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Dutch unions risk losing pension concessions, minister warns

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  • Dutch unions risk losing pension concessions, minister warns

NETHERLANDS - If Dutch union federation FNV turns down the country's Pension Agreement, the cabinet will carry on with its own bill, without the earlier concessions to employers and employees, a spokesman for social affairs minister Henk Kamp has suggested.
 
He said the minister would simply follow the earlier basic agreement of the government coalition on the future pension system.
 
For example, the extra yearly 0.6% increase of the state pension AOW and the yearly bonus for €300 for workers on low income will be cancelled, he said.
 
In addition, the deal with employers to try to keep people aged over 55 employed, as well as the option in the pension agreement of part-time AOW, will also expire, according to the spokesman.
 
"The current pension agreement is already containing many concessions, and the minister doesn't understand the stubborn 'no' of the unions," he said.
 
Last weekend, the large FNV unions, FNV Bondgenoten and AbvaKabo, turned down Kamp's latest concession to allow workers extra tax facilities for pension-saving as of the age of 62, so they can still retire at 65.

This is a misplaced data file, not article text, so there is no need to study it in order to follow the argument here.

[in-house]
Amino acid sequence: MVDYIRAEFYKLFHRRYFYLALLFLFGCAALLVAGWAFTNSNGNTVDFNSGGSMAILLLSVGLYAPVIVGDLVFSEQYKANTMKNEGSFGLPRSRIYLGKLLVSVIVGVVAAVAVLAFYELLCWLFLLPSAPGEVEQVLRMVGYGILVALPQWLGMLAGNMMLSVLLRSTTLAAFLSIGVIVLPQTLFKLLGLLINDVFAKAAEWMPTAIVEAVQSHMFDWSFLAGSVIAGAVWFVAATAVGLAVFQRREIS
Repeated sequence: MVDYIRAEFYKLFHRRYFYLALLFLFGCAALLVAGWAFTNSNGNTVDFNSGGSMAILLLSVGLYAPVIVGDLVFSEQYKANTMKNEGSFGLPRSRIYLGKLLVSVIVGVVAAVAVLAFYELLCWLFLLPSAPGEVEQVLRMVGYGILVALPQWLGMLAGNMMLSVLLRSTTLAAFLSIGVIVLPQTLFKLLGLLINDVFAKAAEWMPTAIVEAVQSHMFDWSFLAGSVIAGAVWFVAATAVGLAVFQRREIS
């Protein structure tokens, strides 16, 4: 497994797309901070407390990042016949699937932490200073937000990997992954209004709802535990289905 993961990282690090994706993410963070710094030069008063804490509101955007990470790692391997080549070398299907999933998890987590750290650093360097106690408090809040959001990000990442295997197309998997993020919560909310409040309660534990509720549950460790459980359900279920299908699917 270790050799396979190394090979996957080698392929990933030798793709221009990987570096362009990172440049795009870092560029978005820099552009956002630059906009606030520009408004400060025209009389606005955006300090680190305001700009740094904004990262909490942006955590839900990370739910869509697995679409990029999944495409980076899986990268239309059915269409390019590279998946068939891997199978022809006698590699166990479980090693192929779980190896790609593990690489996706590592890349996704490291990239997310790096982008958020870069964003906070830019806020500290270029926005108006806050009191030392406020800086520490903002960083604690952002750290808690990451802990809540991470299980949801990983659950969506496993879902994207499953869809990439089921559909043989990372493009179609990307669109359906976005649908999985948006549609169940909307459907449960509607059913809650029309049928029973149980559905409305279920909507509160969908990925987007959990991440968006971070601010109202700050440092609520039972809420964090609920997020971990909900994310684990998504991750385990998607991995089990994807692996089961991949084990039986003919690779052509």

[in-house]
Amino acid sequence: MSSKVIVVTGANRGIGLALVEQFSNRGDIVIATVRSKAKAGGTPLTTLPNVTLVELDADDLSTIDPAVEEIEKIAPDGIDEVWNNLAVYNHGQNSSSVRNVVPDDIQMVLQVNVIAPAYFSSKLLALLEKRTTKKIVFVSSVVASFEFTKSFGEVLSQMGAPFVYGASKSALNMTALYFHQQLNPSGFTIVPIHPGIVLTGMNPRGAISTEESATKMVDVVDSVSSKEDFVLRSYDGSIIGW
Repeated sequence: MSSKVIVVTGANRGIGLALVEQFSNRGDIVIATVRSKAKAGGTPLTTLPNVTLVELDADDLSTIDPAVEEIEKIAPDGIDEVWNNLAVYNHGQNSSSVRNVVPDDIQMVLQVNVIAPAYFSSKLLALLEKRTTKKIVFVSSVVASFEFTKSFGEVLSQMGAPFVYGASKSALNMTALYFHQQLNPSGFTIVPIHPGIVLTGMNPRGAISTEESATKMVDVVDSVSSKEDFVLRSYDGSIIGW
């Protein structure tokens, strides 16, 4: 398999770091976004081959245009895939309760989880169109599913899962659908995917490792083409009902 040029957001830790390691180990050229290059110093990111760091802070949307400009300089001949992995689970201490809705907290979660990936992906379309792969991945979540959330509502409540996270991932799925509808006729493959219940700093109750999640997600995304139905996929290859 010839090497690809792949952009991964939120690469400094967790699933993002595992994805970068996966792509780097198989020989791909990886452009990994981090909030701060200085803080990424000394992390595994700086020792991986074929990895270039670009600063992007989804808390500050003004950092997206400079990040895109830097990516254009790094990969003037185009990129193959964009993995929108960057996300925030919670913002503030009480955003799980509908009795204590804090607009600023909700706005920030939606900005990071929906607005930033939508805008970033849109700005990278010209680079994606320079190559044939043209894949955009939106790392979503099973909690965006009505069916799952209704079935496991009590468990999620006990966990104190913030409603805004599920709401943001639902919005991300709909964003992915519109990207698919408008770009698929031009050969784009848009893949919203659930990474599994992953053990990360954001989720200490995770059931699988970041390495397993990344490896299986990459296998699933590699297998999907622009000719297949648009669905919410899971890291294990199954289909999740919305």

In the pension agreement between the social partners and the cabinet, the official retirement age will rise to 66 in 2020 and be linked to life expectancy.
 
Anja Jongbloed, board member of the large FNV Bondgenoten, described Kamp's suggestion as a "moonwalk", as the minister "does move, but doesn't change position".
 
In her opinion, the pension risks remain with the employees.
 
Jongbloed, speaking of "casino pensions", added: "And measures to avoid pensions becoming dependent on the performance of the markets are still absent."
 
AbvaKabo FNV also turned Kamp's suggestion down as "insufficient".
 
The civil service union does not want any changes for older workers on low income and hard jobs.
 
Even if they can save extra for their pension as of 62, if they retire at 65, they will still be facing the 6% year discount of the state pension for every year they retire earlier, AbvaKabo argued.
 
The civil service union also wants a risk-sharing role for employers, as well as "sufficient" certainties for pension and indexation.
 
Pieter Omtzigt, MP for the Christian Democrats CDA, said: "Before they take a final decision on the pension agreement, the unions should also consider the elaboration of several motions adopted by parliament, when it discussed the pension agreement in June."
 
Parliament supported, for example, Omtzigt's call for a prudent rate for discounting liabilities, as well as for solid financial buffers at pension funds.
 
However, he stressed that the motions will be irrelevant if there is no pension agreement.
 
The Federation FNV, which represents 19 unions, will take the final decision on the pension accord 12 September.

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